So, here it goes:
The WHOLE story:
I really didn’t want to be pregnant anymore. This particular pregnancy had been difficult and felt very long. Between a miscarriage, then immediately getting pregnant again, moving to a foreign state, etc, it had just been a long pregnancy. So, knowing that both my boys came a day before their due date, I prayed I wouldn’t be 42 weeks when baby #3 decided to show himself.
I always have contractions off and on all day every day starting around 35 weeks, and this pregnancy was no different. No clue why my body gears up so early, but it does, and never results in early preterm babies or anything. The only trouble is it makes knowing when I’m ACTUALLY in labor very difficult. So, the weekend of General Conference (first weekend of April), I decided I was done with being pregnant and prayed that I’d have our new baby soon. I asked all who would listen to hope for the same. I was due on Wednesday, April 8th, and did NOT want to see that day still pregnant. Both Henry and Spencer were born one day before their due dates. I wanted that trend to continue.
And then, Friday night, STRONGER contractions with a peak of pain at the end. I waited and they didn’t stop! YAY! Maybe labor!
Then, 10:00pm on the dot, Henry had an allergy attack that caused him to wheeze, gag, throw up and basically, not be able to breathe. Upon the attack, the contractions stopped. The same thing had happened to Spencer a few nights before, so I wasn’t terribly surprised when Henry started up. I was super bummed though. I told the baby, “Sorry dude, not tonight, I’m too tired!”
Saturday night, the exact same thing happened. I got up to attend Henry and immediately, the contractions melted away and I got to tell our little unborn to wait a bit longer still. Derek and I stayed up until the wee small hours trying to solve the problem that is severe hay fever, researching on the internet how to relieve symptoms.
Sunday, we watched Conference, and then took our ox in the mire to the store where we bought Hepa filtered air purifiers and new a/c filters. I needed my kids to breathe!
Within a couple of hours of setting up our new air cleaners, contractions resumed. I told Derek the baby would be coming that night, hopefully. He very obediently set up the birth tub we had rented. (Sidenote: What the books says will take 10 minutes took over an hour WITH my assistance. Good thing we didn’t wait until active labor…)
Derek setting up the tub at 9pm on Sunday night.
|From April 2009|
The finished tub, sans water.
|From April 2009|
I called my sister Kelsey, who is three hours away, and had agreed to come tend my kiddos should I need her. I told her I thought I was in labor and to assume I’d be calling her at 3am.
The contractions were nothing serious, so we went to bed, and I was disappointed. I was feeling yucky, but not necessarily “labory” anymore. And I was SO sure I’d have a baby before the week started. And yet, here I was going off to sleep.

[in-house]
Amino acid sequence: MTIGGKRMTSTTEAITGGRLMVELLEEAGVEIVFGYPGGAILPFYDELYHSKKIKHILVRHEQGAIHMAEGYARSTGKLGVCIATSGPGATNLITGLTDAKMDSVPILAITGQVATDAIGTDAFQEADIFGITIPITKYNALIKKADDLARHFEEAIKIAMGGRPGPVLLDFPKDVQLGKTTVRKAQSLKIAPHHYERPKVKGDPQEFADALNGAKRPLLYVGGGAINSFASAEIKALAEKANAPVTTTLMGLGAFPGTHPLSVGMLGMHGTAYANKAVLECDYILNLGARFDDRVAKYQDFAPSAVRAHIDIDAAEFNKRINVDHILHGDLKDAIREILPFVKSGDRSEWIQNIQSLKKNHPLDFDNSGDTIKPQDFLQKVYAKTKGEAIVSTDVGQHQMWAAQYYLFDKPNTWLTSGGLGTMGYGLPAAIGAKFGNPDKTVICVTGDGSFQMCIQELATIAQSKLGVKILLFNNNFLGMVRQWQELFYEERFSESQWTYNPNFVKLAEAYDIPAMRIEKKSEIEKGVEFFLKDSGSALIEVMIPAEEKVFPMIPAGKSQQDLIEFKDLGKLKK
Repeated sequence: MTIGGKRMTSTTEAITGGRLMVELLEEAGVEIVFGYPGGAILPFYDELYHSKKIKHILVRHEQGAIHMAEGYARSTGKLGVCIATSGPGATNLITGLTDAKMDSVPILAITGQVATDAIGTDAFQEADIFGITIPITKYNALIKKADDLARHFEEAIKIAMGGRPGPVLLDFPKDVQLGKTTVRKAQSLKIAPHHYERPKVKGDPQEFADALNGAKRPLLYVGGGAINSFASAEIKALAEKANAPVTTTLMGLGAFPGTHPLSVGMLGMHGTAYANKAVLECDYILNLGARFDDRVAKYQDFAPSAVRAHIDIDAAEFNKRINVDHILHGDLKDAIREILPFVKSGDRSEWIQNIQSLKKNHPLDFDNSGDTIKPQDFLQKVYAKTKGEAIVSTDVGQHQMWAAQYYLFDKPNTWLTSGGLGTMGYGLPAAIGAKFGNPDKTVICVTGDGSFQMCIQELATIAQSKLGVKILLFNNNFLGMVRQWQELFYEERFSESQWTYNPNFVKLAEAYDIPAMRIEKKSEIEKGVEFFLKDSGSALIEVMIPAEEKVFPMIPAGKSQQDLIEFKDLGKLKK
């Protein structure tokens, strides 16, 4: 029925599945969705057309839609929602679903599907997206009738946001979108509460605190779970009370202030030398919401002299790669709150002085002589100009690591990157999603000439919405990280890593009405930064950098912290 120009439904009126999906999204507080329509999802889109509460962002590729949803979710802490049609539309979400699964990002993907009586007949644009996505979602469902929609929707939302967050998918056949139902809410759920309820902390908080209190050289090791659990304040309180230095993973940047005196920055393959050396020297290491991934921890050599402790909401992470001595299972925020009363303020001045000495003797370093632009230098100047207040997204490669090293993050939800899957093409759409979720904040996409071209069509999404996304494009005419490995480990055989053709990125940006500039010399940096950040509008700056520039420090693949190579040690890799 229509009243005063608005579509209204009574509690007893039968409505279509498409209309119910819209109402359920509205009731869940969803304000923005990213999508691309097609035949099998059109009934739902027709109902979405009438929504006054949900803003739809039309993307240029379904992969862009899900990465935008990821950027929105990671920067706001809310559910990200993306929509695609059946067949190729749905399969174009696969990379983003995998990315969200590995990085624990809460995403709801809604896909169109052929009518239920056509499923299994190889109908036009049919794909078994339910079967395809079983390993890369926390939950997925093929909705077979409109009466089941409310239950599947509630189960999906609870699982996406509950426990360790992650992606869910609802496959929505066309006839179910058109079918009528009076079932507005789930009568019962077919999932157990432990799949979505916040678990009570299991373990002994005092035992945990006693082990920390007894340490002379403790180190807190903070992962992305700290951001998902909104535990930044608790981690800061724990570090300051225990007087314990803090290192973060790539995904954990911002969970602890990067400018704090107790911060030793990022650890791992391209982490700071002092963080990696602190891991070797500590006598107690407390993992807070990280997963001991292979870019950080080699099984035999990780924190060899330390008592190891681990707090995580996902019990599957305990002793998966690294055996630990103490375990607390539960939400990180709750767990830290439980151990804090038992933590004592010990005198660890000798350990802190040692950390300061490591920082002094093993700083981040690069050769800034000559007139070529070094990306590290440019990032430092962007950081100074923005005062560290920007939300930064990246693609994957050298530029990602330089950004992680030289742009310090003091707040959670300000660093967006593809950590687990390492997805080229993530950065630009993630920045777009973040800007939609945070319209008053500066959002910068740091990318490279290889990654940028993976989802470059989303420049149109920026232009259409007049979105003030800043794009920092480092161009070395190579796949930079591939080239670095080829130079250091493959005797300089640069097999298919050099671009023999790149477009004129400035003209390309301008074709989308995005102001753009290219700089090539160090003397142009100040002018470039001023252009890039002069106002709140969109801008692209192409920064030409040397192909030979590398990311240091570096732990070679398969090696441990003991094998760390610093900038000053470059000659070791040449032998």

Until! 1:00 am (Monday, April 6th): I woke up hearing the kids coughing. Uh-oh. I sent Derek to check, and they were both fine. Derek supplied water for them, and all was quiet. Weirdly, I was having good, strong, but not painful at all, contractions, and shaking uncontrollably. It was bizarre. It was like I was suffering from hypotherma, but I wasn’t cold in the slightest. We turned on the TV for a bit and at 2:00, I called Kelsey. She and Brian (her husband) would be on their way. Derek started filled the tub. I was fine, and not needing water relief yet, so I figured it was in plenty of time.
We were having a baby!
At some point, I told Derek to turn off the dang TV, and he realized I was REALLY in labor.
2:20 am: I called Kim (the midwife) and told her “No rush, but I’m in labor.” I knew active labor had started because the contractions were super strong, but not really hurting. Kim knew better than to listen to me and said she was on her way. As soon as I hung up with her, contractions suddenly started to hurt. Harumph. I was offended. I hoped for a peaceful labor, with no pain. HA!
We ran out of hot water and the tub was only half full. Dang. I kinda wished we had a bigger hot water heater. I figured it would be hours of labor still, so I just told Derek not to stress and labored away, working hard during and just sitting on my ball in between.
3:00 am, Kim arrived. It was a relief to have her there. It meant we were DOING THIS! And it started to hurt, A LOT more than it even was before. I could not find a comfortable stance for contractions. Standing killed, sitting was intolerable and laying down was OUT of the question. I settled on sitting on the yoga ball in between and then leaning over the bed and rocking back and forth during. And it was unbelievable how strong the contractions were. I do not remember them ever being so painful with either kid. I was really unhappy. I just couldn’t seem to figure out why I was struggling so bad.